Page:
The United Nations Committee against Torture has called on the Bahraini regime to release the country’s prominent human rights activist and pro-democracy campaigner Nabeel Rajab, and open an investigation into widespread reports of ill-treatment and torture of detainees.
The UN panel, composed of 10 independent experts, asked Bahraini officials on Friday to “put an end to the solitary confinement” of the 52-year-old activist, who chairs the Bahrain Center for Human Rights, and “ensure that he is provided with adequate medical assistance and redress”.
His solitary confinement “is reported to have exceeded nine months during which he has been denied adequate medical care,” the UN experts pointed out.
On December 22, 2016, Bahraini authorities accused Rajab of making comments that “harm the interests” of the Manama regime and other Persian Gulf kingdoms through an article attributed to him and published by French daily Le Monde.
The article slammed the Daesh Takfiri terrorist group for their crimes against humanity and Persian Gulf Arab countries for their failure to stop the spread of the violent Wahhabi ideology.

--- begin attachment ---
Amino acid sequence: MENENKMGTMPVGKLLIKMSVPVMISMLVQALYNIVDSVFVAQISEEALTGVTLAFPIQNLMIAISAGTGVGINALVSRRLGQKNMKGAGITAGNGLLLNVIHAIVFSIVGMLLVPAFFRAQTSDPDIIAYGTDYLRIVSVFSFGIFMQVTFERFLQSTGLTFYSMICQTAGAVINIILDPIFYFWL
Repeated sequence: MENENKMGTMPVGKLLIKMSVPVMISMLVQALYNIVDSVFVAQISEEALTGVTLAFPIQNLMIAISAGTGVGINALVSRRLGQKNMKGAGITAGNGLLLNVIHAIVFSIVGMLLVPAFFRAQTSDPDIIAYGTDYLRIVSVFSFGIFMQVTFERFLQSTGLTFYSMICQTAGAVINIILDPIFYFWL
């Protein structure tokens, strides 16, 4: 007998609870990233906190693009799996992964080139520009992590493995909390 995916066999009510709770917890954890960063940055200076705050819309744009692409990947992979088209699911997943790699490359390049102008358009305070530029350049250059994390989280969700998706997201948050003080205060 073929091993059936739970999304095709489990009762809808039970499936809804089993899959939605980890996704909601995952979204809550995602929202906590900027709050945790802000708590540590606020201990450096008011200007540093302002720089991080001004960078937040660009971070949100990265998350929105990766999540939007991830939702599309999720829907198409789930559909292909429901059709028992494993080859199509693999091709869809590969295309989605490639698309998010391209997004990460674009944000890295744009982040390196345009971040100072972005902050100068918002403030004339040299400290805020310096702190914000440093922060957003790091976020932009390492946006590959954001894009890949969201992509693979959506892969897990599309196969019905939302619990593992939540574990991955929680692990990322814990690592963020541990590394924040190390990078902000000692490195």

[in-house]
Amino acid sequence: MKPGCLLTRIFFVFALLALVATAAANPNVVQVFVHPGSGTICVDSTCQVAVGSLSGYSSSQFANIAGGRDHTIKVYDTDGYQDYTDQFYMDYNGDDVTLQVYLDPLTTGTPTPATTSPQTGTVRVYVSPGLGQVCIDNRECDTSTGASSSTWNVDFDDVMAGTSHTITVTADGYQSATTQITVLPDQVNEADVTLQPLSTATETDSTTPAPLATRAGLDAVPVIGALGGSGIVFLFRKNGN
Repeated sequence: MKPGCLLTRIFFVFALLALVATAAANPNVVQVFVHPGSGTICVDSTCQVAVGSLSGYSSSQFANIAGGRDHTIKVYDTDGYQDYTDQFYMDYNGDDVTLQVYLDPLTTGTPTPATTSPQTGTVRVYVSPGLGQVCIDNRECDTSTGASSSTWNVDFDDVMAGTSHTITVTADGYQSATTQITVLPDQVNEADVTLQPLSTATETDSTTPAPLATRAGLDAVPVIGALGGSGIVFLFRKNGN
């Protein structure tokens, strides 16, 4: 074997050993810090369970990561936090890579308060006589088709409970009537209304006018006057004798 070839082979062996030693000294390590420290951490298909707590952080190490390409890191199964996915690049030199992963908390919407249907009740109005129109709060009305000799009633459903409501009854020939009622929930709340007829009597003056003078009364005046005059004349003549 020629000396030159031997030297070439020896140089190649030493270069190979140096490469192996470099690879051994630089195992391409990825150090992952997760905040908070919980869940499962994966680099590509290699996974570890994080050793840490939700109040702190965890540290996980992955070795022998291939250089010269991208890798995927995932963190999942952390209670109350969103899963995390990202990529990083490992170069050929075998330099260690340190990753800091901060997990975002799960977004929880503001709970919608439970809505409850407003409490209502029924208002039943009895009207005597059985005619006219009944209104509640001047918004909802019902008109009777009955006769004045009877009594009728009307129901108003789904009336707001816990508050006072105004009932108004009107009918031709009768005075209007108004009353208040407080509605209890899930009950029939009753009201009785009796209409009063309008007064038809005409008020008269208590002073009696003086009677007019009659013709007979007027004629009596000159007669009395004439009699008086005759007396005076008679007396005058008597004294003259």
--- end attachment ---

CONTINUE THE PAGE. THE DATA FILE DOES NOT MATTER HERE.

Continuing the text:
Wahhabism, the radical ideology dominating Saudi Arabia and freely preached by its clerics, fuels the ideological engine of such terror organizations as Daesh and Fateh al-Sham, al-Qaeda’s Syrian branch formerly known as al-Nusra Front. Takfiri terrorists use the ideology to declare people of other faiths “infidels,” justifying the killing of their victims.
Rajab, who was detained on June 13 last year for tweets that criticized Manama’s role in the deadly Saudi-led military campaign against Yemen, could face up to 15 years in jail. Liz Throssell, the spokeswoman for the UN High Commissioner for Human Rights, said in a statement that Rajab was arrested for “exercising his right to freedom of expression.
The UN panel also on Friday cited “continued, numerous and consistent allegations of widespread torture and ill-treatment of persons deprived of their liberty in all places of detention” in Bahrain.
They also expressed concern at reports of coerced confessions obtained under torture, including those of three anti-regime Shia activists Sami Mushaima, Abbas Jamil Tahir al-Sami’ and Ali Abdulshahid al-Singace who were executed in mid-January, and two men, identified as Mohammed Ramadhan and Hussain Ali Moosa, who are facing death penalty.